I got an MSc degree in Biology from Lund university (1999) and I continued to finish my PhD at the Department of Ecology, division of Animal Ecology in 2004. My thesis investigated how different genotypes contribute to biotransformation capacity in wild populations of Atlantic salmon (Salmo salar) carrying high loads of PCBs in their tissues.
Between 2004 and 2006 I was a Postdoctoral Scholar at the Biology Department, Woods Hole Oceanographic Institution, MA, USA. There, I visited Dr. Mark Hahn’s lab and performed functional analyses of the Atlantic salmon AHR genes and their expressed proteins in order to find out more about their role in the mediation of toxicity from dioxin exposure.
I am now employed at the Center for Environmental and Climate Research (CEC) and have my research group at the Department of Biology in the Ecology Building.
My expertise lies in answering questions about how environmental pollutants interact with organisms on a molecular level. By identifying target genes for where toxic responses originate we can make better predictions about resulting effects both on a short and long term scale.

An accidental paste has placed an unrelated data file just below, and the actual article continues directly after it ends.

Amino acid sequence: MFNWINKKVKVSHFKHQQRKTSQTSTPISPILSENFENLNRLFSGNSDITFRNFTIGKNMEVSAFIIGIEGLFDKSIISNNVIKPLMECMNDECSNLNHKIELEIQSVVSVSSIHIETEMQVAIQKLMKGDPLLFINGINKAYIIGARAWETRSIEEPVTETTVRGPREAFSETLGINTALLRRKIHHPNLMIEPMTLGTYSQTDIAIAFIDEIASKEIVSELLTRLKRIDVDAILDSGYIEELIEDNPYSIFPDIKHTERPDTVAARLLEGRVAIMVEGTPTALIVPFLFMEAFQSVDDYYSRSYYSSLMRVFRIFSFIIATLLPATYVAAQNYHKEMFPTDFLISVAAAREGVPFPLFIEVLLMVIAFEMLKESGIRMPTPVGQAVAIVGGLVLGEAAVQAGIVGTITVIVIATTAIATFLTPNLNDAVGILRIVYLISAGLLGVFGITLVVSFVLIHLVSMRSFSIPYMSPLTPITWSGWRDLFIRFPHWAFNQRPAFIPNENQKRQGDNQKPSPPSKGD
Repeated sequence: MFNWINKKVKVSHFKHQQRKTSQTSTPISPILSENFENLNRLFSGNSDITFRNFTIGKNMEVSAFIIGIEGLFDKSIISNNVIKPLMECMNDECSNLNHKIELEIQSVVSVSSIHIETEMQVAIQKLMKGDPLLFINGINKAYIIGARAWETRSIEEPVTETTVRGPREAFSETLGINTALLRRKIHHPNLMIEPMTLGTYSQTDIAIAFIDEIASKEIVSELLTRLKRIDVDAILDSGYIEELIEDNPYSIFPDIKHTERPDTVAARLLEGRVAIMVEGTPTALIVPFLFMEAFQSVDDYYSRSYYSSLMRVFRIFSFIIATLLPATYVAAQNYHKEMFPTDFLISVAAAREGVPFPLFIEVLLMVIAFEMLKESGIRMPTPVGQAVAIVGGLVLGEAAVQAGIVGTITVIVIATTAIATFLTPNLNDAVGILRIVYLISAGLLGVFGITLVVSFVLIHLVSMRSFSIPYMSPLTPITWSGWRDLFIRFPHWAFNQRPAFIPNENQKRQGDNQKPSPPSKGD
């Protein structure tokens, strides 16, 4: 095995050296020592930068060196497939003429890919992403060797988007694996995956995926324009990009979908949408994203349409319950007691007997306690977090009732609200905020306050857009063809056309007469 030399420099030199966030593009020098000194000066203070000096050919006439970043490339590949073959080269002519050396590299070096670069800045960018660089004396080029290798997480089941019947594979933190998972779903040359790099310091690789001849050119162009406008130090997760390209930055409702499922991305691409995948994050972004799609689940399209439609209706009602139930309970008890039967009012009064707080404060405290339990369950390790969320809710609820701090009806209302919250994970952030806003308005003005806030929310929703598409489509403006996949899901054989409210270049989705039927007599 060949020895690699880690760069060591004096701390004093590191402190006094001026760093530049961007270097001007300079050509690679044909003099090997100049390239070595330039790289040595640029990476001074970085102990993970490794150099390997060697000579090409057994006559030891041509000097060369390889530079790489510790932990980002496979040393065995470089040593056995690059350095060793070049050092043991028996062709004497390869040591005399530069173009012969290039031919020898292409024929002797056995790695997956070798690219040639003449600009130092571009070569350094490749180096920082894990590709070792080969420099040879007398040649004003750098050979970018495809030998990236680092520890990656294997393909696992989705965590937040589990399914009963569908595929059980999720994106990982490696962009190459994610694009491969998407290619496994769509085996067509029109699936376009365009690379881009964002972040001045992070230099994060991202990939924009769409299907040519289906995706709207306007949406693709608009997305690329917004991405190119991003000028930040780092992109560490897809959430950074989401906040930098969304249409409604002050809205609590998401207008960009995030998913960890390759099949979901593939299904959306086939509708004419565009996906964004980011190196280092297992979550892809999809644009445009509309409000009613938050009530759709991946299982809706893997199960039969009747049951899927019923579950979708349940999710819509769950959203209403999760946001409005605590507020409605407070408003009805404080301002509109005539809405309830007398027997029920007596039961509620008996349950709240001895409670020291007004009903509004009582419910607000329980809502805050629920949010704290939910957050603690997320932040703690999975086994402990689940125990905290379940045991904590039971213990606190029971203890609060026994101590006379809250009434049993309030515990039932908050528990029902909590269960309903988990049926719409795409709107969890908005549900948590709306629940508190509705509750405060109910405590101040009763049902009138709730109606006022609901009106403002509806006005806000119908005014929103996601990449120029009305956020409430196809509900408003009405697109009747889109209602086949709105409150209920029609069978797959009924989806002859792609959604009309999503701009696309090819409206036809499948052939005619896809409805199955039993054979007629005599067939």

The main objective of research in my laboratory is to understand how environmental pollutants interfere with and change biological processes in organisms from natural, wild populations. Our lab tries to identify which genes are affected by pollutants and how exposure changes their function. Our research is also focused on genetic biodiversity and if specific allelic variants can be linked to observed responses. Our long-term goal is to make prediction about how organisms will adapt to living in a contaminated future world in both water and land environments.
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